Portable Fireplaces and Generator Fire Safety Tips
Portable ethanol fireplaces and portable generators have become very popular over the past few years. The portable fireplaces provide ambiance and a little warmth to a room or outdoor space. A portable generator comes in handy if there are power outages due to downed wires, blackouts, summer or winter storms, and other emergencies. The generators provide a temporary solution for power when it is most needed, but most people do not know how to use them correctly. These portable units have their own specific safety needs and safety concerns that need to be addressed to keep your family and home safe from a fire emergency. Heating equipment fires are the leading cause of home fire deaths. Nearly ½ of home heating equipment fires are during the coldest months of the year, December, January, and February. With the coldest part of winter soon arriving, AKE Safety Equipment wants to keep your family safe when using portable fireplaces and generators with the safety tips listed below:
Portable Ethanol Fireplaces Safety Tips
- Store ethanol fuel in a closed container away from fire or flammable sources and out of reach of children.
- Based on the manufacturer’s instructions, only use the fuel made specifically for the type of portable fireplace that you have.
- Keep children and pets at least 3 feet away from the fireplace.
- Only adults should be in charge of maintaining and filling the fireplace.
- Clean up any fireplace fuel spillage and make sure all liquid has evaporated before lighting the fireplace.
- Light the fireplace with a utility lighter or a long match. Keep matches and lighters out of reach of children and in a locked cabinet.
- Do NOT move a lit fireplace or move the fireplace while it is still hot.
- Allow the fireplace to cool down for at least 15 minutes before refueling.
- Do not pour ethanol fuel in a device that is lit or not completely cooled. It could result in a fire or an injury.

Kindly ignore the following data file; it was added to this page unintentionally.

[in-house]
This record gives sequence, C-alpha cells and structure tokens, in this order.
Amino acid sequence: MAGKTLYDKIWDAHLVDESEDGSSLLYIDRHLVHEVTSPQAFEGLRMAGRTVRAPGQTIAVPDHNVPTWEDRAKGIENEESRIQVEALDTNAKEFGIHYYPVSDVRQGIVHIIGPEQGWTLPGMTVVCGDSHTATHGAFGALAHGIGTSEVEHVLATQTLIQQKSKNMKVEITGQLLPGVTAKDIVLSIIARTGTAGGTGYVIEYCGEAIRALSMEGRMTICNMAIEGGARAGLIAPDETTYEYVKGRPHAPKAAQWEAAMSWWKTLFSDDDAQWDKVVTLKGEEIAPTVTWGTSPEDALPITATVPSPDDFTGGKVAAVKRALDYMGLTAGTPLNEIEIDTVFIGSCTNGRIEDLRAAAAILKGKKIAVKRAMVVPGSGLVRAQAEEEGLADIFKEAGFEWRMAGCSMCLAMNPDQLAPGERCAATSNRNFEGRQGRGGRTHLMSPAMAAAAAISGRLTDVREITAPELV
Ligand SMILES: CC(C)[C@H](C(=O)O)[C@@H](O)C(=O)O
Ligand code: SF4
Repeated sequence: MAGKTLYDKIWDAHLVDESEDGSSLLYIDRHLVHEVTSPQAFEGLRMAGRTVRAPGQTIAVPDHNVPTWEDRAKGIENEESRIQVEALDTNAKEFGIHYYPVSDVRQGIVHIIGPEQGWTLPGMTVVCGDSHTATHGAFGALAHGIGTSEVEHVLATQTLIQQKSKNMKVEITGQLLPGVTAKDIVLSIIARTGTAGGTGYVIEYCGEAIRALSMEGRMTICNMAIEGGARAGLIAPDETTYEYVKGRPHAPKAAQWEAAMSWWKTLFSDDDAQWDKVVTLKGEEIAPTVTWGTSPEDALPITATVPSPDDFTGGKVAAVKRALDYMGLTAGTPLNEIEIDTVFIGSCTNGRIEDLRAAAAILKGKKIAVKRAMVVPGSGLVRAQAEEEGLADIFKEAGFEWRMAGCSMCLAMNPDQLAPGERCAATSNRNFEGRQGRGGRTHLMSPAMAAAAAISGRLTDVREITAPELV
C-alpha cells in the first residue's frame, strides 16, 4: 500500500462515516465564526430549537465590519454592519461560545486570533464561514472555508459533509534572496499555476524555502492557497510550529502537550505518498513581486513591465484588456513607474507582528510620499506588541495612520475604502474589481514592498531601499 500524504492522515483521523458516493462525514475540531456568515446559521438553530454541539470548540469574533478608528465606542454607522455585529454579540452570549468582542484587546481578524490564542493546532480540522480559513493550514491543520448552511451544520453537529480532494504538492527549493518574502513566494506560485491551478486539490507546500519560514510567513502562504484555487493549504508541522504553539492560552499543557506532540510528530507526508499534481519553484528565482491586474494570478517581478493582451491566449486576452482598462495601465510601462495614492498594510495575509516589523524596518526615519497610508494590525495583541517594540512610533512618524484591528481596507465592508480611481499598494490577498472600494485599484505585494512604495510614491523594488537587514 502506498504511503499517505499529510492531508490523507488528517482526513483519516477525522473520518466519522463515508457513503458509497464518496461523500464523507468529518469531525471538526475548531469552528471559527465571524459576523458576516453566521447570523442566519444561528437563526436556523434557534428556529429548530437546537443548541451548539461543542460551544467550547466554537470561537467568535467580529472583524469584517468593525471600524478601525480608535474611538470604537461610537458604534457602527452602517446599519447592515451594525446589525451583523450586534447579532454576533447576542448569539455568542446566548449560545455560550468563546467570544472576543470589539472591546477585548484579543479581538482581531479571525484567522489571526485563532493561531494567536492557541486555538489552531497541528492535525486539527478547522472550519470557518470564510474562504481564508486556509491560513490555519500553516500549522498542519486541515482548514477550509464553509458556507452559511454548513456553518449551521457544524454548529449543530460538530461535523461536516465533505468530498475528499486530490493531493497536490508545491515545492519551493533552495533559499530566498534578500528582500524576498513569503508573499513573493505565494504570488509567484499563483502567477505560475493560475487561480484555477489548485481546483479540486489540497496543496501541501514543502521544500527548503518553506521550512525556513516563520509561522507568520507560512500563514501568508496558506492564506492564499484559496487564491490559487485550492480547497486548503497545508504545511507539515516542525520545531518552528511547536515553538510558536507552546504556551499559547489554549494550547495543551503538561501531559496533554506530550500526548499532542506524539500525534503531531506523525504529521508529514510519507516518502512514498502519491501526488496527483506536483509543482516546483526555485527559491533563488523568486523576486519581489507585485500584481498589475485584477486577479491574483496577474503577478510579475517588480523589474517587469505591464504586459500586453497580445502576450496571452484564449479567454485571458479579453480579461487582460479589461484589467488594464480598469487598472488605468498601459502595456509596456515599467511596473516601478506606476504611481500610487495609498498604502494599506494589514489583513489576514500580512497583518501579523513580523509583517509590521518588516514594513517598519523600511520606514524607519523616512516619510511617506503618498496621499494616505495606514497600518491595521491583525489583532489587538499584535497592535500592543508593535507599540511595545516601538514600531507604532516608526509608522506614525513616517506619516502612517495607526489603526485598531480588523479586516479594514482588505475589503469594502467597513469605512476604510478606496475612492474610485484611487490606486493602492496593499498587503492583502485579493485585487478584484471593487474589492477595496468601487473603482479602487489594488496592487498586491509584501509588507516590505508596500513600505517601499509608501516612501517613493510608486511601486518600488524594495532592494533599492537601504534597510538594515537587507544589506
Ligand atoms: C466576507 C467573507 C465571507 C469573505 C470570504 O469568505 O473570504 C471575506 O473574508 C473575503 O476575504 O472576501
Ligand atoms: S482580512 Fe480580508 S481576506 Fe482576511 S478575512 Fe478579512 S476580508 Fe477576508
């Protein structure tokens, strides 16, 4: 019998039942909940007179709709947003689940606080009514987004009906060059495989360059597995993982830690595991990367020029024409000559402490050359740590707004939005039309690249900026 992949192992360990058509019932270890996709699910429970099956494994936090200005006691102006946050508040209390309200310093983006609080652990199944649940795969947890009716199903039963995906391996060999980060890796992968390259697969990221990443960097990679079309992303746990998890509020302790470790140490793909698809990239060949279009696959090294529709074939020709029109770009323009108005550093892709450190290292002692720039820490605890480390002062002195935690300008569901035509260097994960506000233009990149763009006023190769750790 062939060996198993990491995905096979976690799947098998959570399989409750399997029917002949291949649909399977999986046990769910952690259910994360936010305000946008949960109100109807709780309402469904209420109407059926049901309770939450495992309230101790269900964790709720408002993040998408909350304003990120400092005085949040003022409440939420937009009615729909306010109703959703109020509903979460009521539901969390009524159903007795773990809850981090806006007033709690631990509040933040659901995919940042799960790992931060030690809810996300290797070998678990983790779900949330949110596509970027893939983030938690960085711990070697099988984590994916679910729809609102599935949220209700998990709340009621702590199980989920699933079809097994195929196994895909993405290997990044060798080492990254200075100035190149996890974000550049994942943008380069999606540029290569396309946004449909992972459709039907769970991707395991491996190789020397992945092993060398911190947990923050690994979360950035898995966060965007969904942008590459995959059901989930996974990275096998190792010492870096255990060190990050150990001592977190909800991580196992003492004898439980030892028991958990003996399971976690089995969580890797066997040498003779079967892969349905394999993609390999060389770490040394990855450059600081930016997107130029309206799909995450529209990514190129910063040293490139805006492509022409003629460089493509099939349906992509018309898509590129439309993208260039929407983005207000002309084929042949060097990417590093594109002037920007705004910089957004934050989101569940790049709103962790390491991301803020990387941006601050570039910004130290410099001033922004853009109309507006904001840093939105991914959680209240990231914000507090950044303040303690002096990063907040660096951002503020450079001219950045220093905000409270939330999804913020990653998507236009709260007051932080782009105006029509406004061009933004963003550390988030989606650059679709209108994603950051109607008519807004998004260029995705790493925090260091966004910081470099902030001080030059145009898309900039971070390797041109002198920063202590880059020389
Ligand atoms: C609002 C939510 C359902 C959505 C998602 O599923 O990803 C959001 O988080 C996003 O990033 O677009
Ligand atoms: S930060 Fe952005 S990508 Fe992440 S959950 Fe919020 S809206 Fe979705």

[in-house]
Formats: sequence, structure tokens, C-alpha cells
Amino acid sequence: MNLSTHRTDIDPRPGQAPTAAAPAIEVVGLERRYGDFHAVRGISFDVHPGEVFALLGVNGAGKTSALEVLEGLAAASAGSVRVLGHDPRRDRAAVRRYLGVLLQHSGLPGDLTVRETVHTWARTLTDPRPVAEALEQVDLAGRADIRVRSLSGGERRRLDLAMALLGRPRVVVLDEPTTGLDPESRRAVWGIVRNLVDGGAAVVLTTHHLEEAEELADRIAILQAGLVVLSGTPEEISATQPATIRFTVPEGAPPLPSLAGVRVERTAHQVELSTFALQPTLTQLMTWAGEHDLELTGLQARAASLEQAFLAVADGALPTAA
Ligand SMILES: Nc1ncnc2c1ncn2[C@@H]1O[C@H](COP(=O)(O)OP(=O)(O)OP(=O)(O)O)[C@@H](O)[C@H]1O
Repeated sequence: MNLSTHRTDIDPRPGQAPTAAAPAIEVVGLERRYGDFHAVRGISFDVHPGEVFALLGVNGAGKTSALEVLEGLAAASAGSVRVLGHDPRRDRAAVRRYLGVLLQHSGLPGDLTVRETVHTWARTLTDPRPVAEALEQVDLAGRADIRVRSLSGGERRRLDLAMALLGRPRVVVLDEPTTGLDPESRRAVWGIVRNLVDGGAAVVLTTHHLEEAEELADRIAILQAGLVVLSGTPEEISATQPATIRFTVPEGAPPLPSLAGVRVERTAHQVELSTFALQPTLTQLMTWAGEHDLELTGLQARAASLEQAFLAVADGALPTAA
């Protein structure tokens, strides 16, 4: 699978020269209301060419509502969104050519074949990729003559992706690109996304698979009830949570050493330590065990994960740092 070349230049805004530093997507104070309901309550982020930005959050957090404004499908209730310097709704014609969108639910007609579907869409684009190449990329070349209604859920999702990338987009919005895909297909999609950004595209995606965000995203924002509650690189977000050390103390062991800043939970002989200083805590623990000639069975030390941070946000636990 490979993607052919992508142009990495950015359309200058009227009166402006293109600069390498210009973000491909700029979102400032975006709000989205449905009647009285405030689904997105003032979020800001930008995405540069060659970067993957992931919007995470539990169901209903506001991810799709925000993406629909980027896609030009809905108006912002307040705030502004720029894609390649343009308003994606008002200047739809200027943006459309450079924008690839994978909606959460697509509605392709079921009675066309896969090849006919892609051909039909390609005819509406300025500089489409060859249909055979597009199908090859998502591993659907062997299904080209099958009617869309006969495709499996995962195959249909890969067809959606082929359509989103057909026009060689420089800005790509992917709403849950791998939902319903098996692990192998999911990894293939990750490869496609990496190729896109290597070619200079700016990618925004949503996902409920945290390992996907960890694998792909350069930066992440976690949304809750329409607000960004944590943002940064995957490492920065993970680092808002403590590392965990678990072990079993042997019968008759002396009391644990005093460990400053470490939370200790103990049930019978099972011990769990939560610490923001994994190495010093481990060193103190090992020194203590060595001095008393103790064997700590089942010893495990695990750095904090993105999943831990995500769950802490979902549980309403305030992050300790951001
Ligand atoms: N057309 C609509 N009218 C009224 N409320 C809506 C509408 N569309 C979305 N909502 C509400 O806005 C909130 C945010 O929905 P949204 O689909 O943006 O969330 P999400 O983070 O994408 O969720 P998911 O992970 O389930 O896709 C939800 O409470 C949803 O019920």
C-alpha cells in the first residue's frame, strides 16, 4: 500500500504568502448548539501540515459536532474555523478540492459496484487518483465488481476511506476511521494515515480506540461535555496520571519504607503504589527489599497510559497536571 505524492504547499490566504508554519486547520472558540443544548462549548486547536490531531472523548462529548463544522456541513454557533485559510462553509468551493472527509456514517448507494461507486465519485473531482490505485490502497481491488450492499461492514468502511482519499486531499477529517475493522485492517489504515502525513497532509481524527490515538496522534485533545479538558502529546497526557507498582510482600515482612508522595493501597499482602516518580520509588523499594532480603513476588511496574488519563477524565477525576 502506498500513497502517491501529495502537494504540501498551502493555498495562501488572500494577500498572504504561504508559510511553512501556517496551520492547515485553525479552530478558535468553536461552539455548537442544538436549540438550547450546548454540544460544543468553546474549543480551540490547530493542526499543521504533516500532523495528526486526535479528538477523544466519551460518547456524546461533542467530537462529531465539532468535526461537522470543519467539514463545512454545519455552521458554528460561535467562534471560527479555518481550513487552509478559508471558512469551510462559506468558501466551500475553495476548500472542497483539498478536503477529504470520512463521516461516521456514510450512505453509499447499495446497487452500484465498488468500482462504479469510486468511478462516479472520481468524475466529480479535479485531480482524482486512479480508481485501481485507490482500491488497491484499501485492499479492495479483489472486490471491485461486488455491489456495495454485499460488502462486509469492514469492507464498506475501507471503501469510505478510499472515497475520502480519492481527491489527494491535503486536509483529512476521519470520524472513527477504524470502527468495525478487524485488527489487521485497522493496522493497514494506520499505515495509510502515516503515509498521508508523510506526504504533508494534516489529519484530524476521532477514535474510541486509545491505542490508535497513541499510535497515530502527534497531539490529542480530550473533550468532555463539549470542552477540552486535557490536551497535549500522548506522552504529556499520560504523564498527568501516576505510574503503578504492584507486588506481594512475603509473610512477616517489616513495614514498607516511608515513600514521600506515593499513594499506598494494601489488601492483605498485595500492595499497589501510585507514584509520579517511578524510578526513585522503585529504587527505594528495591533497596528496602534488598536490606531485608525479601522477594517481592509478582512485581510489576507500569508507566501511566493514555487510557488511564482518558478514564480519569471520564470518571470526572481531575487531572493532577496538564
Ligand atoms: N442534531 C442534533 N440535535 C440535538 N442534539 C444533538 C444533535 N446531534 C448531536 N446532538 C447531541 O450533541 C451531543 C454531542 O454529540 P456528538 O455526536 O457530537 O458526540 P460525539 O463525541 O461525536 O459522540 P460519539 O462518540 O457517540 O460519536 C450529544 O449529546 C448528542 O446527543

- Extinguish the flame on the fireplace when you leave the room, leave your home, or go to sleep.
- The biggest dangers associated with a portable generator are carbon monoxide poisoning, electrical shock or electrocution, and fire hazards.
- Appliances should be plugged directly into the generator or a heavy-duty, outdoor-rated extension cord. Check the cords for cuts and tears and make sure that the plugs have all 3 prongs.
- Use the generator in well-ventilated locations OUTSIDE. Do not use near doors, windows, or vent openings. Never use a generator in an attached garage, even if the door is open for air circulation. Open windows and doors while using the generator. Note: a fan will not prevent carbon monoxide build-up in your home.
- Turn off generators and let them cool down before refueling. Never refuel a generator while it is hot as it could cause burns to the user.
- Store fuel for the generator in a container that is labeled that it is intended for fuel only. Store the fuel outside away from living areas.
- Install carbon monoxide alarms and detectors in your home as an added safety precaution.
- Do not use a portable generator in the rain. Keep the generator dry to prevent electrocution. Operate the generator on a dry surface under an open, canopy-like, structure.
- Do not attach a generator to home wiring as this can cause fires.